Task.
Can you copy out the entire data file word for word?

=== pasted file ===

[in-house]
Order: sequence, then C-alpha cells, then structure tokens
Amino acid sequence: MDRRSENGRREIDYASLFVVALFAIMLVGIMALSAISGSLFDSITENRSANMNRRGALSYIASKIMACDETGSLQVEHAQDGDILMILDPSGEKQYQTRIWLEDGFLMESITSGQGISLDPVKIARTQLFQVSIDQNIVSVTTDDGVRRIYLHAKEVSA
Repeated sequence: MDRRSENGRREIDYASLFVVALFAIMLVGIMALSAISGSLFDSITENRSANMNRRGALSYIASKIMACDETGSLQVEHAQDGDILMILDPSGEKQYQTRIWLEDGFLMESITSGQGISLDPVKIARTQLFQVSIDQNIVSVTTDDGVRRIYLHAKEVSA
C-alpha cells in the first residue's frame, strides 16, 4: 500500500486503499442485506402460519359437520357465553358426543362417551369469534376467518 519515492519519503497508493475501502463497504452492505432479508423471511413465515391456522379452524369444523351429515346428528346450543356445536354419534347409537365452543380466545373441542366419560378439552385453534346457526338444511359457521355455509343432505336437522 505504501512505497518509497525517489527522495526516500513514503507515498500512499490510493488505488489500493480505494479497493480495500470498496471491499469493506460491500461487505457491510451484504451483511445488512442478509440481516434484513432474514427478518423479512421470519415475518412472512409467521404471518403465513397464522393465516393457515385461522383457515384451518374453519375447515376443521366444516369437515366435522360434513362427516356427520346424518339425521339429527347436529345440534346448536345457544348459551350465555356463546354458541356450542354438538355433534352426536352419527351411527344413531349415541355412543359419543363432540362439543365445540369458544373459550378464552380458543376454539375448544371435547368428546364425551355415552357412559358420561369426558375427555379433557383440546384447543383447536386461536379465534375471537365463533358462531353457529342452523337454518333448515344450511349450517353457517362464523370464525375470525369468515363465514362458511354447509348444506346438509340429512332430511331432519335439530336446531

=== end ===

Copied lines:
[in-house]
Order: sequence, then C-alpha cells, then structure tokens
Amino acid sequence: MDRRSENGRREIDYASLFVVALFAIMLVGIMALSAISGSLFDSITENRSANMNRRGALSYIASKIMACDETGSLQVEHAQDGDILMILDPSGEKQYQTRIWLEDGFLMESITSGQGISLDPVKIARTQLFQVSIDQNIVSVTTDDGVRRIYLHAKEVSA
Repeated sequence: MDRRSENGRREIDYASLFVVALFAIMLVGIMALSAISGSLFDSITENRSANMNRRGALSYIASKIMACDETGSLQVEHAQDGDILMILDPSGEKQYQTRIWLEDGFLMESITSGQGISLDPVKIARTQLFQVSIDQNIVSVTTDDGVRRIYLHAKEVSA
C-alpha cells in the first residue's frame, strides 16, 4: 500500500486503499442485506402460519359437520357465553358426543362417551369469534376467518 519515492519519503497508493475501502463497504452492505432479508423471511413465515391456522379452524369444523351429515346428528346450543356445536354419534347409537365452543380466545373441542366419560378439552385453534346457526338444511359457521355455509343432505336437522 505504501512505497518509497525517489527522495526516500513514503507515498500512499490510493488505488489500493480505494479497493480495500470498496471491499469493506460491500461487505457491510451484504451483511445488512442478509440481516434484513432474514427478518423479512421470519415475518412472512409467521404471518403465513397464522393465516393457515385461522383457515384451518374453519375447515376443521366444516369437515366435522360434513362427516356427520346424518339425521339429527347436529345440534346448536345457544348459551350465555356463546354458541356450542354438538355433534352426536352419527351411527344413531349415541355412543359419543363432540362439543365445540369458544373459550378464552380458543376454539375448544371435547368428546364425551355415552357412559358420561369426558375427555379433557383440546384447543383447536386461536379465534375471537365463533358462531353457529342452523337454518333448515344450511349450517353457517362464523370464525375470525369468515363465514362458511354447509348444506346438509340429512332430511331432519335439530336446531